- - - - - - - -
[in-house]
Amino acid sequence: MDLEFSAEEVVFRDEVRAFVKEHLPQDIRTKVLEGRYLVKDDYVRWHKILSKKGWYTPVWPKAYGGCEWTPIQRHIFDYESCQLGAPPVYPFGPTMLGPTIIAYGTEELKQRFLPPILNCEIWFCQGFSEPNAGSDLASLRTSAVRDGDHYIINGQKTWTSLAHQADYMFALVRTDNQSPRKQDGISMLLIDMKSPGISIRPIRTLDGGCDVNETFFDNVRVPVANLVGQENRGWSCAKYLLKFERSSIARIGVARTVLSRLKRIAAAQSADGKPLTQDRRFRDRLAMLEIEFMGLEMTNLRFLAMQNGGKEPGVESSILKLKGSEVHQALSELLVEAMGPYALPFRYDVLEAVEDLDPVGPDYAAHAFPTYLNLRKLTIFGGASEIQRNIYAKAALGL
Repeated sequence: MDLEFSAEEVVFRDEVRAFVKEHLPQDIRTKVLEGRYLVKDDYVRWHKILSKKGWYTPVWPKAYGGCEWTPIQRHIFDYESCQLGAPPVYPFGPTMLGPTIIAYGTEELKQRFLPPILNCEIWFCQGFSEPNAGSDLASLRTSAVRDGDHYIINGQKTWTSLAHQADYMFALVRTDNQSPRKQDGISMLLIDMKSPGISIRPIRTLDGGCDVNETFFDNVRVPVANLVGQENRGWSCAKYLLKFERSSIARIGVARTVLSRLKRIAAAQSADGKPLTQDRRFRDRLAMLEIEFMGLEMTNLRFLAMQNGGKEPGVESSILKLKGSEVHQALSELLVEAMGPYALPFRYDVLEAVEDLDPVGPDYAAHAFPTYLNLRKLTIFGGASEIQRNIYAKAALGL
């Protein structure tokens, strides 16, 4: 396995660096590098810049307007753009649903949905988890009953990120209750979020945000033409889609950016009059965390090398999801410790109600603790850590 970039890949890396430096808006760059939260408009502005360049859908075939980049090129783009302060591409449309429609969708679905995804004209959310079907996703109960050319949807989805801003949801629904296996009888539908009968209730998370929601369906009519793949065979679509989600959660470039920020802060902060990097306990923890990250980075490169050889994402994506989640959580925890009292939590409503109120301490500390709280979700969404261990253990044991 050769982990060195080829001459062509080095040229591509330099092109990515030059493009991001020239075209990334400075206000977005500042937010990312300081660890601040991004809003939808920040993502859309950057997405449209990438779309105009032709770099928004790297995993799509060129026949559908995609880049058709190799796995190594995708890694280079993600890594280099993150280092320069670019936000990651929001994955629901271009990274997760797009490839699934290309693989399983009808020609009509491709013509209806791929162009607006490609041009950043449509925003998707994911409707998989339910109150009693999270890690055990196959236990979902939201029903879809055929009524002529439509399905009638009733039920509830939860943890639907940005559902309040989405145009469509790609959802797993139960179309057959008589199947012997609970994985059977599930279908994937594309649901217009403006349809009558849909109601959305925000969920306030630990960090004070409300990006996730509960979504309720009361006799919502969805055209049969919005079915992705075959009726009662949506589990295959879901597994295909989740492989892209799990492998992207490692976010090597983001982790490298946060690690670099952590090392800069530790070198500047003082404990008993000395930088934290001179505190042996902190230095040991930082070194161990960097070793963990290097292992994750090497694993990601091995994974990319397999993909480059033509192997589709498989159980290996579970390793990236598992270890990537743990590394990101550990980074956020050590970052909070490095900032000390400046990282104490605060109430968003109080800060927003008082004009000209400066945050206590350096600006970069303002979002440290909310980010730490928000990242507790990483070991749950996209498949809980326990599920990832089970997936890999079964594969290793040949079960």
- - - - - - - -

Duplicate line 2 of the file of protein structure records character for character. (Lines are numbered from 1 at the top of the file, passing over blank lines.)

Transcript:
Amino acid sequence: MDLEFSAEEVVFRDEVRAFVKEHLPQDIRTKVLEGRYLVKDDYVRWHKILSKKGWYTPVWPKAYGGCEWTPIQRHIFDYESCQLGAPPVYPFGPTMLGPTIIAYGTEELKQRFLPPILNCEIWFCQGFSEPNAGSDLASLRTSAVRDGDHYIINGQKTWTSLAHQADYMFALVRTDNQSPRKQDGISMLLIDMKSPGISIRPIRTLDGGCDVNETFFDNVRVPVANLVGQENRGWSCAKYLLKFERSSIARIGVARTVLSRLKRIAAAQSADGKPLTQDRRFRDRLAMLEIEFMGLEMTNLRFLAMQNGGKEPGVESSILKLKGSEVHQALSELLVEAMGPYALPFRYDVLEAVEDLDPVGPDYAAHAFPTYLNLRKLTIFGGASEIQRNIYAKAALGL